Notes Book

De-Regulating Government

Remember when the telephone business was de-regulated. I don't know about you, but I think the results have been very good. My telephone bill takes much less of a bite out of my life and I am much more likely to make a long-distance call. Sure there are downsides. Telephone bills are more complicated to read and understand. We have had to look at a lot of ads for different phone services, but long-distance rates have fallen dramatically, and, it seems to me, service has improved. Now we have call waiting, call forwarding, personal 800 numbers, etc. Would this have happened under a state-controlled monopoly? I don't think so.

With the phone company, we had a natural course of action because of the situation. We broke the "baby bells" away from Ma Bell, and ended the monopoly on long-distance service.

Could we just take all the assets and liabilities of our government and divide them up between the Republicans, the Democrats, the Libertarians, the Greens, the Independents, etc, and end the monopoly on force.

Then instead of paying taxes, we could pay these organizations for services rendered. If we were dissatisfied with one organization, we could move to another, or decide to protect ourselves using our own resources.

Of course there would be a lot of problems. The first one is defense. Do we want a country with several armies? Would that lead to civil war?

Well we already had a civil war when we were only supposed to have one army. If we get a severe disagreement in the body politic, the army will split up and fight it out. That has happened in many countries around the world, not just the United States. If we had several armies all along, they could get used to working out differences with each other and at least have some practice in times of crisis. I think it goes without saying that if we were invaded, we would all work together to repel the invasion, and it might help to have more than one idea of how to defend the society.

What about the public roads? What would it be like if the freeway from one city to another was owned by the Republicans and road to the next city was owned by the Democrats? Would all roads become toll roads?

Well, if the Democratic road had expensive tolls and was full of potholes, people would start to go another way. The reputation of the democrats would suffer. They would have big incentives to have a good road. The more diffuse the ownership of the road, the less incentives the owners have to make it a good road.

What about laws and courts? If no one had a monopoly on force, how would courts enforce their decrees? Would we have anarchy and chaos?

Any competent historian would tell you that we are already headed directly for anarchy and chaos. No civilization has ever supported the level of taxation and incarceration we suffer for long without collapsing. Our leaders can control the process by making radical reforms, or they can be controlled by the process by suffering radical changes brought about by an enraged populace, but change is coming. We don't know exactly when, and we don't know exactly how, but we do know that the current situation is unstable. Empires fail, and the process us usually quite painful. We can avoid having barbarians invade our country by ceasing to be barbarians ourselves.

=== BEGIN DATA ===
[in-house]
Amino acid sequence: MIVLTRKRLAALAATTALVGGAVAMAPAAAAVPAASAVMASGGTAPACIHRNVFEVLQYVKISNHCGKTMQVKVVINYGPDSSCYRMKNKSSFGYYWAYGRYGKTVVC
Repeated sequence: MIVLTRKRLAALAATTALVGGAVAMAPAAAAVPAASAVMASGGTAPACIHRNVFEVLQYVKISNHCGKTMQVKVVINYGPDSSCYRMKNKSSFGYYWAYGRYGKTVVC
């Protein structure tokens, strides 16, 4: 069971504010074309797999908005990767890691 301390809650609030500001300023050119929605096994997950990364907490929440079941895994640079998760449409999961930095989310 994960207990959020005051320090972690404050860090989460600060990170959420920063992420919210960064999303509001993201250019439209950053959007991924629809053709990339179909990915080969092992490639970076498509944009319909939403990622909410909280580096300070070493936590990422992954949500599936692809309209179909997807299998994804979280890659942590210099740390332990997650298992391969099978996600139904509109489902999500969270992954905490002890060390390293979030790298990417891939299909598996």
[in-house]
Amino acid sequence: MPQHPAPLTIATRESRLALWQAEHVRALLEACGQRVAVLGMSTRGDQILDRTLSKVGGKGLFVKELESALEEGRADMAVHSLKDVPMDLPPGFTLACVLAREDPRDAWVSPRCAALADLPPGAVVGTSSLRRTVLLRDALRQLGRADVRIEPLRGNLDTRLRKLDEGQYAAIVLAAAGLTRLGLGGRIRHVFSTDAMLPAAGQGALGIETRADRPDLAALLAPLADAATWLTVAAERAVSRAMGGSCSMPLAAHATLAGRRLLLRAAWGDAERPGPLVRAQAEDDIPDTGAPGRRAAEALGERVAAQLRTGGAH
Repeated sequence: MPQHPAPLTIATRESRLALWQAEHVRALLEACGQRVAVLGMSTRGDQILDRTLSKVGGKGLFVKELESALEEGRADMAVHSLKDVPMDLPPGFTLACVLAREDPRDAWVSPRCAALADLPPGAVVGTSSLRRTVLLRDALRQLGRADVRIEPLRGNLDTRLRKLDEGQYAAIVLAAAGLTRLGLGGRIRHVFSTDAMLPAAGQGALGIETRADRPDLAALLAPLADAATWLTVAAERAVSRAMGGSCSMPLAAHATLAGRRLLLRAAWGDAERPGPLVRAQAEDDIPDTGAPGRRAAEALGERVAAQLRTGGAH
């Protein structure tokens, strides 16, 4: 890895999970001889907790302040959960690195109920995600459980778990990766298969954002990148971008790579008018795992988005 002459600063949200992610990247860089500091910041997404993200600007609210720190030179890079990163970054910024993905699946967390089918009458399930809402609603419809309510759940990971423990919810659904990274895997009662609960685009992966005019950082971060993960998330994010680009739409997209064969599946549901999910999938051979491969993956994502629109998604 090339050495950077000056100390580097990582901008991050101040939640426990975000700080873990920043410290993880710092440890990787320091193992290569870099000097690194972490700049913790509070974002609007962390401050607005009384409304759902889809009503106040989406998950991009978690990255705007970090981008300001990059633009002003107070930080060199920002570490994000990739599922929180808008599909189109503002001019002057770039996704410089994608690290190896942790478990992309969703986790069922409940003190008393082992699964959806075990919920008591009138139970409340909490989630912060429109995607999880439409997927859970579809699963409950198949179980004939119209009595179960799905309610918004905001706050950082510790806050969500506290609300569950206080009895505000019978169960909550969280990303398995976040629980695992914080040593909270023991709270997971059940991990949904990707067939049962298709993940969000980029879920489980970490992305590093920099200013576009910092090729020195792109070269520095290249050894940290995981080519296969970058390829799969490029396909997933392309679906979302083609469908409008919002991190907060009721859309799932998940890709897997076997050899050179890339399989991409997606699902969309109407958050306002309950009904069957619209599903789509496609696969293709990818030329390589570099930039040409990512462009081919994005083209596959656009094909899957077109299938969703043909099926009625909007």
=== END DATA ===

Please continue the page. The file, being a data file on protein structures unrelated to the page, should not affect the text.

If the government didn't have a monopoly on force, then any court would have to rely on persuasion rather than coercion. If we had a system with a republican army and a democrat army, and some third and fourth party armies, they would need some method to resolve disputes other than armed conflict. Perhaps "court" is not the best name because it has been thoroughly polluted by our so called "legal system". I suppose there was a time when the term "criminal lawyer" was not redundant, but that was long ago.

Ideally, we could all just lay down our arms and get along. I don't believe anyone thinks that is going to happen anytime soon. The proposals outlined above may seem radical, but they are really on a modest step in the direction of a rational society. Surely there are better ways, and when I hear them, or think of them, I will support them.

Government and coercion have failed miserably all over the world in many different settings. We need another way. Statism fails because it does not have a logical basis that you could explain to a ten-year old. It's easy to explain rules of moral equivalency. What goes around comes around, but it's very difficult to explain why pot is a drug but booze is not. Why cops lie a lot and beat up people for some unknown reason. Why it's OK for the state to rob people, but it's not OK for people to rob each other. Why all men are created equal, but wealthy government and corporate officials are more equal that most, and a thousand other problems that stem from the evil root of a coercive philosophy.

We need to be able to raise children with faith in logic and reason, instead of incarcerating them in public schools which produce more generations of increasingly dysfunctional statists.

If you are mean to people, they will be mean to you if they can, and they may wait a long time for the chance, even generations. What goes around comes around, eventually. Do we really want to be putting this kind of hatred in the bank for our children and grandchildren. Military superiority is often a fleeting thing because supporting a large standing army is so costly, both economically and morally.

The truth will out. A whispered truth is more persuasive than a thousand shouted lies.

Freedom works. Private property works. Let's make these concepts the engines that run our society.